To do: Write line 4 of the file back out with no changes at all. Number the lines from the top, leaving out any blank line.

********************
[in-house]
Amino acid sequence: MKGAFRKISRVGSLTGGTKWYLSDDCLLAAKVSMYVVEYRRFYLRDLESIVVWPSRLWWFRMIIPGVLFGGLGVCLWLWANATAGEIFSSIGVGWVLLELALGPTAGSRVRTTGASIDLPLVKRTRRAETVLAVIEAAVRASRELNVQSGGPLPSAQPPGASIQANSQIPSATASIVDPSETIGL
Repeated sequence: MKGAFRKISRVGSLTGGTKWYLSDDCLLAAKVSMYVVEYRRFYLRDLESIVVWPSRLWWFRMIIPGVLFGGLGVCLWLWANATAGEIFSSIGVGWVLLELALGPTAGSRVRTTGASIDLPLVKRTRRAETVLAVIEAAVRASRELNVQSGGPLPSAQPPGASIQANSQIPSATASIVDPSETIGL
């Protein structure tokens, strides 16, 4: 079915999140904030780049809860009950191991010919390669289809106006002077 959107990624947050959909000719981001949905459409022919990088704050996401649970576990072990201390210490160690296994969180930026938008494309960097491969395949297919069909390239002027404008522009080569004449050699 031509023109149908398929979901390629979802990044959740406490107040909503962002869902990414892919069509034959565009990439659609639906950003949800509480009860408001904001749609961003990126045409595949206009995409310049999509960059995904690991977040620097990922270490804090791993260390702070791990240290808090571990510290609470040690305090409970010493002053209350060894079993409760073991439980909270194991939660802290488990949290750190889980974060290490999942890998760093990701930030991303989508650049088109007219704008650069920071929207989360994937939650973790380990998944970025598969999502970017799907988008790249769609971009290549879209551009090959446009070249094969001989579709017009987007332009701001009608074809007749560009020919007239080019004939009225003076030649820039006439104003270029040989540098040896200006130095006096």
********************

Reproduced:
């Protein structure tokens, strides 16, 4: 079915999140904030780049809860009950191991010919390669289809106006002077 959107990624947050959909000719981001949905459409022919990088704050996401649970576990072990201390210490160690296994969180930026938008494309960097491969395949297919069909390239002027404008522009080569004449050699 031509023109149908398929979901390629979802990044959740406490107040909503962002869902990414892919069509034959565009990439659609639906950003949800509480009860408001904001749609961003990126045409595949206009995409310049999509960059995904690991977040620097990922270490804090791993260390702070791990240290808090571990510290609470040690305090409970010493002053209350060894079993409760073991439980909270194991939660802290488990949290750190889980974060290490999942890998760093990701930030991303989508650049088109007219704008650069920071929207989360994937939650973790380990998944970025598969999502970017799907988008790249769609971009290549879209551009090959446009070249094969001989579709017009987007332009701001009608074809007749560009020919007239080019004939009225003076030649820039006439104003270029040989540098040896200006130095006096």